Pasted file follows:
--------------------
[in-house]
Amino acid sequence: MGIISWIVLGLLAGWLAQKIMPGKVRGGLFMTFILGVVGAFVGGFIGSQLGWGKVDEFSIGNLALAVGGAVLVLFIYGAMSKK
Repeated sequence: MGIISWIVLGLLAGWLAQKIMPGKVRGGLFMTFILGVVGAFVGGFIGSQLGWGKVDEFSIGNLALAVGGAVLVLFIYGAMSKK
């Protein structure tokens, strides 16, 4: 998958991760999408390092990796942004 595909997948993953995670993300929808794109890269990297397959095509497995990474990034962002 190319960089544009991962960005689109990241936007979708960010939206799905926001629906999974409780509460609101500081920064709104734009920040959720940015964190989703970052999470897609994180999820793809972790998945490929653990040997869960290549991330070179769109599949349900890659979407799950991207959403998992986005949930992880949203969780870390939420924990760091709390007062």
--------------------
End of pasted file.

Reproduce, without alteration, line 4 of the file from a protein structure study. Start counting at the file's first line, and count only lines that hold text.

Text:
């Protein structure tokens, strides 16, 4: 998958991760999408390092990796942004 595909997948993953995670993300929808794109890269990297397959095509497995990474990034962002 190319960089544009991962960005689109990241936007979708960010939206799905926001629906999974409780509460609101500081920064709104734009920040959720940015964190989703970052999470897609994180999820793809972790998945490929653990040997869960290549991330070179769109599949349900890659979407799950991207959403998992986005949930992880949203969780870390939420924990760091709390007062």